Being Emotionally And Physically Distant From The Family Dog

Being Emotionally And Physically Distant From The Family Dog

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Sam Basso
PHOENIX , AZ AREA: (602) 708-4531
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Is someone you live with emotionally and physically distant from the family dog? What are the problems with being aloof to a dog in your home?

You will have more behavioral problems from a dog if it lives with people who, intentionally or unintentionally, emotionally and physically distance themselves from the family dog. Dogs are social creatures, needing a healthy social relationship with everyone in the home, in order to remain well adjusted. Callous treatment causes behavioral problems.

Someone is physically and emotionally distancing themselves from the dog if they are indifferent; disinterested; unsympathetic; standoffish; distainful; haughty; show contempt; are not friendly and warm; uncommunicative such as having restrained expressions of affection or disapproval or ability to give fair directions and commands; or are antisocial with the dog. Aloof interactions with a family dog send all the wrong messages.

First off, good social interactions are necessary to prevent aggression. Rude behavior provokes aggression in people. You know how it feels when someone gives you the silent treatment, or scorns you for being you, or sets you up for failure by not communicating with you. Why does it make us angry when people aren’t social with us? Because it repudiates the bond that is supposed to be there. It puts the receiver on the defensive, whether to stay and fight, or to leave and go be with people who treat you better. Dogs and humans have very similar species preserving behavioral patterns that prevent conflict. If you mistreat a person, they get angry or they want to get away from you. The same can happen with a dog. Aloof behavior sends all the wrong messages to the dog. It puts tension in the relationship with the dog and others in the home, and signals potential conflict. I’ve seen a number of cases where the family dog started growling defensively towards an aloof family member. The one that stands out most in my memory was a young couple. Before they got married, he had raised his female German Shepherd Dog. The wife wanted nothing to do with the dog. So, after they moved in together, the dog became wary and jealous of her. This woman wouldn’t budge regarding how she treated the dog and was very defensive with her justifications. It was a no win situation for the dog. The husband was not man enough to tell his wife to grow up and be an adult about things. He put up with it, and so the blame and focus was on the dog’s behavior instead of what was going wrong in their marriage. I’ve seen this same scenario many times. I’ve also seen it in reverse, however in those situations, men become physically abusive to the dog. And I’ve seen it with kids, usually teenagers, and usually involving a self absorbed, petulant teenage girl. Living in denial isn’t a good strategy for dealing with this kind of situation.

Second, any time an animal is kept in captivity, as in a human home, such confinement can cause behavioral disturbances if their social and physical appetites aren’t regularly and properly activated and discharged. Dogs can’t get their social and physical needs met like wolves. They are totally dependent upon the home environment we provide to them. Those behavioral disturbances are what keeps a dog behaviorist, like myself, in business. I’m hired to deal with separation anxiety, aggression, phobias, digging, chewing, and such like. When a dog doesn’t get proper social interaction from the people in the home, then that can result in a dog not being able to cope in a healthy manner. That’s why you can’t fix a lot of behavioral problems by sending a dog away to a board and train, “boot camp”, style of training program. Most times these problems have to do with how the people are relating to, and managing, the dog. Once the dog comes home, if the home environment hasn’t changed, then the behavior will start up again.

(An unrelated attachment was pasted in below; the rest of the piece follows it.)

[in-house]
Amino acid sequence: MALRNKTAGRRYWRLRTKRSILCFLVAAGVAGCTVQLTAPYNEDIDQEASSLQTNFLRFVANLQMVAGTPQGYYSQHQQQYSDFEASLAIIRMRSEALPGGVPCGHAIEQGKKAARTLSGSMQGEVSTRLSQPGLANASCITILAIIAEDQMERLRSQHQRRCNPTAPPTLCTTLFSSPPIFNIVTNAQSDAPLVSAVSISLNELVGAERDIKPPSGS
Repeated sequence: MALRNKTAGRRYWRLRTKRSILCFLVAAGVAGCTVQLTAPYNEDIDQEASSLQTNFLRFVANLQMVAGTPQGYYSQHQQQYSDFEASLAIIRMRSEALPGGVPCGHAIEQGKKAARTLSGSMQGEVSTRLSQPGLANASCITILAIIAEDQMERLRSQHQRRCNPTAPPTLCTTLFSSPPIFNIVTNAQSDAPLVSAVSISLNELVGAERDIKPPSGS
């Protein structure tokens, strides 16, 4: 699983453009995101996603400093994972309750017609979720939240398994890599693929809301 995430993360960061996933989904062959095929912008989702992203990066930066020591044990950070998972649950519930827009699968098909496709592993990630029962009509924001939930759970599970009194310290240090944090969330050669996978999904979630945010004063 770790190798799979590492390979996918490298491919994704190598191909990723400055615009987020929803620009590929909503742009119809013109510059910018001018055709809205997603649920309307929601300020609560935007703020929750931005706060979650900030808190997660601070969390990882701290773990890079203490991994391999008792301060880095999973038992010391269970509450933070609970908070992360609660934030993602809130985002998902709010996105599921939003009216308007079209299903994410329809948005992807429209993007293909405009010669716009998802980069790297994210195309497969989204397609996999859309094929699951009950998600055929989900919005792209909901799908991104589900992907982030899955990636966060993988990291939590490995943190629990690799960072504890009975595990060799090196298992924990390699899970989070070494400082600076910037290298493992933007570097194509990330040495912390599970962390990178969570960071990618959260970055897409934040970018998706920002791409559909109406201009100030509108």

I can’t always convince all the people in a home to change how they are going to relate to the family dog. I’m great with dogs. But, people can choose to change, not change, or even make things more miserable than they already are. Obviously, if the dog isn’t trained and is no fun to live with, then get the dog trained. There is no excuse for being a negligent dog owner, any more than there is for mistreating a dog. All these things should, ideally, be settled long before the family gets a dog. Once the dog is in the home, then people need to be grown up enough about things to make sure the dog is welcome. And if the dog isn’t going to have a healthy relationship with everyone in the home, then sometimes the best thing is to find the dog a loving home somewhere else.

I encourage professional counseling for families that aren’t getting along. If the issue is the dog, then get that sorted out. Something is seriously wrong, and it needs to be addressed. The problem isn’t really about the dog. Someone, or everyone, isn’t practicing The Golden Rule.

Sam Basso is a professional dog trainer and behaviorist, in the Phoenix/ Scottsdale metropolitan area. He’s known for being fun, kind, intelligent, and humane. Sam Basso has a unique personal touch. He has appeared on his own TV show, been a guest radio expert, gives seminars, publishes a dog related blog, does rescue volunteering, and is active in promoting animal welfare and fair dog laws.

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